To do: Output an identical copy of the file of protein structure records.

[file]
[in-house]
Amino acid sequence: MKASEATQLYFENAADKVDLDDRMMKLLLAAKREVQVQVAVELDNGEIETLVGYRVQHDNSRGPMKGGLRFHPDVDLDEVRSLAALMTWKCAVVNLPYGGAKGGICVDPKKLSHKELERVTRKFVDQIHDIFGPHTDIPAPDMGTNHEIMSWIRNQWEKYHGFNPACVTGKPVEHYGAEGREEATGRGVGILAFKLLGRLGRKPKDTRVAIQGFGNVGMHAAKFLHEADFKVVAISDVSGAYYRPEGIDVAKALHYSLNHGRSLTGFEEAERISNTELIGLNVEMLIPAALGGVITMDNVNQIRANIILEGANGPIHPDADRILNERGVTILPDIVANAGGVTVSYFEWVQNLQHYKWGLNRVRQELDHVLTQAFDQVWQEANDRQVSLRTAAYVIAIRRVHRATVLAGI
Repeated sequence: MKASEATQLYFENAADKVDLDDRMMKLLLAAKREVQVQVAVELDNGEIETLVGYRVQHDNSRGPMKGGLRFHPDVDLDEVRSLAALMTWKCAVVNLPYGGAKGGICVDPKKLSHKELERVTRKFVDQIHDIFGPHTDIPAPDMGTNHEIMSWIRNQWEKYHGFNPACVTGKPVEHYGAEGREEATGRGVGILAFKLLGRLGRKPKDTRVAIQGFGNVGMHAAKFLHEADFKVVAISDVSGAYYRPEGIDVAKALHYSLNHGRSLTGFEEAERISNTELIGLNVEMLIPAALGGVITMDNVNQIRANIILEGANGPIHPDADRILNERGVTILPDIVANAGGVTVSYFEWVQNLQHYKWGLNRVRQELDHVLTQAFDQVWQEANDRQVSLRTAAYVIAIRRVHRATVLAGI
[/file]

[in-house]
Amino acid sequence: MKASEATQLYFENAADKVDLDDRMMKLLLAAKREVQVQVAVELDNGEIETLVGYRVQHDNSRGPMKGGLRFHPDVDLDEVRSLAALMTWKCAVVNLPYGGAKGGICVDPKKLSHKELERVTRKFVDQIHDIFGPHTDIPAPDMGTNHEIMSWIRNQWEKYHGFNPACVTGKPVEHYGAEGREEATGRGVGILAFKLLGRLGRKPKDTRVAIQGFGNVGMHAAKFLHEADFKVVAISDVSGAYYRPEGIDVAKALHYSLNHGRSLTGFEEAERISNTELIGLNVEMLIPAALGGVITMDNVNQIRANIILEGANGPIHPDADRILNERGVTILPDIVANAGGVTVSYFEWVQNLQHYKWGLNRVRQELDHVLTQAFDQVWQEANDRQVSLRTAAYVIAIRRVHRATVLAGI
Repeated sequence: MKASEATQLYFENAADKVDLDDRMMKLLLAAKREVQVQVAVELDNGEIETLVGYRVQHDNSRGPMKGGLRFHPDVDLDEVRSLAALMTWKCAVVNLPYGGAKGGICVDPKKLSHKELERVTRKFVDQIHDIFGPHTDIPAPDMGTNHEIMSWIRNQWEKYHGFNPACVTGKPVEHYGAEGREEATGRGVGILAFKLLGRLGRKPKDTRVAIQGFGNVGMHAAKFLHEADFKVVAISDVSGAYYRPEGIDVAKALHYSLNHGRSLTGFEEAERISNTELIGLNVEMLIPAALGGVITMDNVNQIRANIILEGANGPIHPDADRILNERGVTILPDIVANAGGVTVSYFEWVQNLQHYKWGLNRVRQELDHVLTQAFDQVWQEANDRQVSLRTAAYVIAIRRVHRATVLAGI